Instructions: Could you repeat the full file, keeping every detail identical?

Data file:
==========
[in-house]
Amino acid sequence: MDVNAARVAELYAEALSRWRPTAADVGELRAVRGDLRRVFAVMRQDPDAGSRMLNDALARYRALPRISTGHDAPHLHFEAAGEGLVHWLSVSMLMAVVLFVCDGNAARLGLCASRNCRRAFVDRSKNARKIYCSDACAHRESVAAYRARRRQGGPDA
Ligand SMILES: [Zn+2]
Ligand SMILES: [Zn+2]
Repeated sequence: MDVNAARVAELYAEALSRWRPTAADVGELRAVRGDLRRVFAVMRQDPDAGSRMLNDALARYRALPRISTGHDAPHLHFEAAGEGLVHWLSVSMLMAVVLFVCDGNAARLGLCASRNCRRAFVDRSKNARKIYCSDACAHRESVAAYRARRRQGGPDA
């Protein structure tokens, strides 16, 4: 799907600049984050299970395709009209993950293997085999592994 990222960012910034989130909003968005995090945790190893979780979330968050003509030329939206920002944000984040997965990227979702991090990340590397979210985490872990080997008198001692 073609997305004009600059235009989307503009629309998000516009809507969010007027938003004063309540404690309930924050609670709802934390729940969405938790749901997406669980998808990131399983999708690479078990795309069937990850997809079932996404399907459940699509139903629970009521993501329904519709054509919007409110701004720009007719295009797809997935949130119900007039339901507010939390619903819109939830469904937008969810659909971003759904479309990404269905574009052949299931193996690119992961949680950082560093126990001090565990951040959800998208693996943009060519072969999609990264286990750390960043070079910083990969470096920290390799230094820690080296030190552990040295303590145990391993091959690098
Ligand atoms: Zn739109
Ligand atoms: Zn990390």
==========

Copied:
[in-house]
Amino acid sequence: MDVNAARVAELYAEALSRWRPTAADVGELRAVRGDLRRVFAVMRQDPDAGSRMLNDALARYRALPRISTGHDAPHLHFEAAGEGLVHWLSVSMLMAVVLFVCDGNAARLGLCASRNCRRAFVDRSKNARKIYCSDACAHRESVAAYRARRRQGGPDA
Ligand SMILES: [Zn+2]
Ligand SMILES: [Zn+2]
Repeated sequence: MDVNAARVAELYAEALSRWRPTAADVGELRAVRGDLRRVFAVMRQDPDAGSRMLNDALARYRALPRISTGHDAPHLHFEAAGEGLVHWLSVSMLMAVVLFVCDGNAARLGLCASRNCRRAFVDRSKNARKIYCSDACAHRESVAAYRARRRQGGPDA
């Protein structure tokens, strides 16, 4: 799907600049984050299970395709009209993950293997085999592994 990222960012910034989130909003968005995090945790190893979780979330968050003509030329939206920002944000984040997965990227979702991090990340590397979210985490872990080997008198001692 073609997305004009600059235009989307503009629309998000516009809507969010007027938003004063309540404690309930924050609670709802934390729940969405938790749901997406669980998808990131399983999708690479078990795309069937990850997809079932996404399907459940699509139903629970009521993501329904519709054509919007409110701004720009007719295009797809997935949130119900007039339901507010939390619903819109939830469904937008969810659909971003759904479309990404269905574009052949299931193996690119992961949680950082560093126990001090565990951040959800998208693996943009060519072969999609990264286990750390960043070079910083990969470096920290390799230094820690080296030190552990040295303590145990391993091959690098
Ligand atoms: Zn739109
Ligand atoms: Zn990390």